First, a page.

From Coach Joshua Sharp

Have you ever been in a funk? That feeling of low energy, in a slightly depressed state, unmotivated, body aches, or some form of a low physical or mental state/brain fog. This is a common occurrence for a lot of us. Now, of course there could be a multitude of reasons on why this happens to us and it’s very individualized, but one possible reason could be adrenal fatigue. What does that even mean? If you’ve been in the health community for a period of time, this term has probably popped up. In my experience, there have been few people with explanations that define what it is and why it could happen to you.

Todd B. Nippolt, M.D., from the Mayo Clinic, defines adrenal fatigue as “A term applied to a collection of nonspecific symptoms, such as body aches, fatigue, nervousness, sleep disturbances and digestive problems. The term often shows up in popular health books and on alternative medicine websites, but it isn’t an accepted medical diagnosis.” he goes on to state “Your adrenal glands produce a variety of hormones that are essential to life. The medical term adrenal insufficiency (Addison’s disease) refers to inadequate production of one or more of these hormones as a result of an underlying disease.” He also mentions that it stems from chronic stress, “The unproven theory behind adrenal fatigue is that your adrenal glands are unable to keep pace with the demands of perpetual fight-or-flight arousal. As a result, they can’t produce quite enough of the hormones you need to feel good. Existing blood tests, according to this theory, aren’t sensitive enough to detect such a small decline in adrenal function — but your body is.”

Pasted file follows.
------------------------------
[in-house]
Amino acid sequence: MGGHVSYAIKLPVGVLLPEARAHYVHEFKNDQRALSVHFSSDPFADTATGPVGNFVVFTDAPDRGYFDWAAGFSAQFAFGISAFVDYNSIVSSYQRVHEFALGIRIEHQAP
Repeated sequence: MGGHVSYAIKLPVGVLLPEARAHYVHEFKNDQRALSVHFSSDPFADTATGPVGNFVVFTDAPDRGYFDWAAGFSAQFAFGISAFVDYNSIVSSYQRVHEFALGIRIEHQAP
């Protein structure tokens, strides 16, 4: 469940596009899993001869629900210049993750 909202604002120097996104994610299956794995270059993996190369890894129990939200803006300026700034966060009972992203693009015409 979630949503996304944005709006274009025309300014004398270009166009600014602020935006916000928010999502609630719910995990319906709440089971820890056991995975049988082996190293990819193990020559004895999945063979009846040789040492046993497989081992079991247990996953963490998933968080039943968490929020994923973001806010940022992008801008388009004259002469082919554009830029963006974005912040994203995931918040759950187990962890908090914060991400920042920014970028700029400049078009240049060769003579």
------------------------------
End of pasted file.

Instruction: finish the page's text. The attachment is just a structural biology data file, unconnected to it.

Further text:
Think about work, our families, and, yes, even physical fitness can lead to these high stress levels. Physical fitness causes a good level of stress on the body to force adaptation for a specific result. But, too much of a good thing, like physical fitness, can lead to the law of dimensioning returns.

What are some practices you could be doing to limit these feelings? First and foremost, look at your sleep, hydration, and nutrition. Are you getting enough undisturbed sleep at night (around 8 hours). Are your hydration levels at an adequate level for you. What does your diet look like. How much rest or active recovery are you allotting for yourself to recharge. These are very basic remedies that you can utilize. For a lot of us it can help correct some, or maybe all, of these symptoms. But if you have done all the necessary steps at the basic level, then I recommend you see your medical practitioner. As a nutrition and fitness coach, I can help you with the basics; Nutrition, Sleep, hydration, and physical fitness. It’s one consultation away.

Joshua Sharp
IC Nutrition Coach
CrossFit Trainer